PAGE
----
I cannot understand this sentence at all. It would be helpful if experts of this forum rewrite it in an easier way, and explain it.

All these three sentences have been from this link. All this three sentences have a common word, ever.

Thanks in advance! Boo hoo!


Each of these are examples of humour; they are not intended to be understood literally.

Nousher Ahmed 1 wrote:
1. My guess is that he sold the film rights to his life, faked his own death and lived happily ever after.


The meaning is that a person created a fictional account of his life, sold that fiction to a production company, erased his identity, and enjoyed the profit without the liability of being blameworthy. Nice work, if you can get it ;^)

Quote:
2. Nick, as ever, looks relatively sane by comparison, but then most people would really.

Most people look crazy compared to Nick. Nick has the knack of appearing sane compared to most people.

Quote:
3. Originality, ever prized, is increasingly scarce, but we can offer you these.

This is truly cynical: instead of genuine originality, "we" can offer you trite conventions.


Edited to Add

Is this a grammar question, or a vocabulary question? Enquiring minds want to know…


"Make it go away, Mrs Whatsit," he whispered. "Make it go away. It's evil."
thar
Posted: Sunday, March 19, 2017 4:46:43 AM

Rank: Advanced Member

Joined: 7/8/2010
Posts: 14,894
Neurons: 58,937
Number 2 seems poorly punctuated , to me.

It does seem incomplete (he seems really what?) if you don't understand that 'really' is just a adverb relating to the whole phrase.

2. Nick, as ever, looks relatively sane by comparison, but then most people would.


2. Nick, as ever, looks relatively sane by comparison, but then most people would, really.

If you read it that way, then it becomes clearer that it is just omitting the repetition of the earlier phrase.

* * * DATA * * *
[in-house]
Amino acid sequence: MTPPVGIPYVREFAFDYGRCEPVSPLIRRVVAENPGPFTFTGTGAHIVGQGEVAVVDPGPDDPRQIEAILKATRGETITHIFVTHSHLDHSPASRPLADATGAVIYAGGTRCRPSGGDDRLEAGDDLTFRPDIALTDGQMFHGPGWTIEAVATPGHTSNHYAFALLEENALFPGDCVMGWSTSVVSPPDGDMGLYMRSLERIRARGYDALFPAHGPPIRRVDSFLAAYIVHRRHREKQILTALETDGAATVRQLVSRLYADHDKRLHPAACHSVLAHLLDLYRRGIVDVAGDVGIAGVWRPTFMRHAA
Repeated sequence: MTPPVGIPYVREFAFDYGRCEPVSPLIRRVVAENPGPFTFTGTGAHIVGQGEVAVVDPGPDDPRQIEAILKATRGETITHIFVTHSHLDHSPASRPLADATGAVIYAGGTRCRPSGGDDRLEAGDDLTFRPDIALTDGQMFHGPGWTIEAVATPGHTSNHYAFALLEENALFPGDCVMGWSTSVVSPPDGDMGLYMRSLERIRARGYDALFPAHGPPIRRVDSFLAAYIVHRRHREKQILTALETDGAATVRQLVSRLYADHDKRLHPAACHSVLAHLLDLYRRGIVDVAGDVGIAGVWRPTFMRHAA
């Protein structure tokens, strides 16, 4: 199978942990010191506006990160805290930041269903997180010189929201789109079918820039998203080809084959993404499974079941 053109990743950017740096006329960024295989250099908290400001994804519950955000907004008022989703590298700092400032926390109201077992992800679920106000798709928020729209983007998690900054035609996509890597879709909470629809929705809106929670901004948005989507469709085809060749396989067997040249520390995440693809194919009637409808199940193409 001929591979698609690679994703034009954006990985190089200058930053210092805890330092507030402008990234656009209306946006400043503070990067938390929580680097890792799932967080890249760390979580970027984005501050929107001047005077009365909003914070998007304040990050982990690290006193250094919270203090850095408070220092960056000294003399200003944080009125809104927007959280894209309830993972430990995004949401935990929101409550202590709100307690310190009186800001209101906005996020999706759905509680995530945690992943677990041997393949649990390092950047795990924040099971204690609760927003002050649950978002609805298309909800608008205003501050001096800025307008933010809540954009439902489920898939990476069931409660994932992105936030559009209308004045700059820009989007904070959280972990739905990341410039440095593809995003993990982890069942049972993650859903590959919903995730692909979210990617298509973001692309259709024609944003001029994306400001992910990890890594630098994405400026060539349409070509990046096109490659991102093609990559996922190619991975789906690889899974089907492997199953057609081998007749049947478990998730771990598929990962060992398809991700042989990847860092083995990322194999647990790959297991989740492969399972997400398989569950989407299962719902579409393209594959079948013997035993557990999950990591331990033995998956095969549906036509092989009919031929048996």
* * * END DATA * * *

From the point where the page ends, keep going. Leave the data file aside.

2. Nick, as ever, looks relatively sane by comparison, but then most people would [look relatively sane by comparison], really.

It's a bit illogical, as well. In the absence of context, you don't know what they are being compared with.



3 makes no sense without context.

'Originality' is an uncountable nouns, so it is treated as singular. Therefore 'these' refers to plural items or ideas that have been previously mentioned, or are being presented.



For a dictionary, I think these are poorly-chosen examples. They invite confusion from learners, when they should be a vehicle for clarifying the use of 'ever' in real examples.

leonAzul
Posted: Sunday, March 19, 2017 5:11:42 AM

Rank: Advanced Member

Joined: 8/11/2011
Posts: 7,848
Neurons: 24,556
Location: Miami, Florida, United States
thar wrote:
Number 2 seems poorly punctuated , to me.

It does seem incomplete (he seems really what?) if you don't understand that 'really' is just a adverb relating to the whole phrase.

2. Nick, as ever, looks relatively sane by comparison, but then most people would.


2. Nick, as ever, looks relatively sane by comparison, but then most people would, really.

If you read it that way, then it becomes clearer that it is just omitting the repetition of the earlier phrase.

2. Nick, as ever, looks relatively sane by comparison, but then most people would [look relatively sane by comparison], really.

It's a bit illogical, as well. In the absence of context, you don't know what they are being compared with.



3 makes no sense without context.

'Originality' is an uncountable nouns, so it is treated as singular. Therefore 'these' refers to plural items or ideas that have been previously mentioned, or are being presented.



For a dictionary, I think these are poorly-chosen examples. They invite confusion from learners, when they should be a vehicle for clarifying the use of 'ever' in real examples.



Sorry thar, you often get it, but this time you missed.

This is not literal writing, but rather quite arch and cynical. It is intended to be slightly awry. I can't tell you why, yet I recognize when someone intentionally twists and warps the language like that.


"Make it go away, Mrs Whatsit," he whispered. "Make it go away. It's evil."
thar
Posted: Sunday, March 19, 2017 5:39:59 AM

Rank: Advanced Member

Joined: 7/8/2010
Posts: 14,894
Neurons: 58,937
Yeah, but it screws with learners when it is a dictionary example!Whistle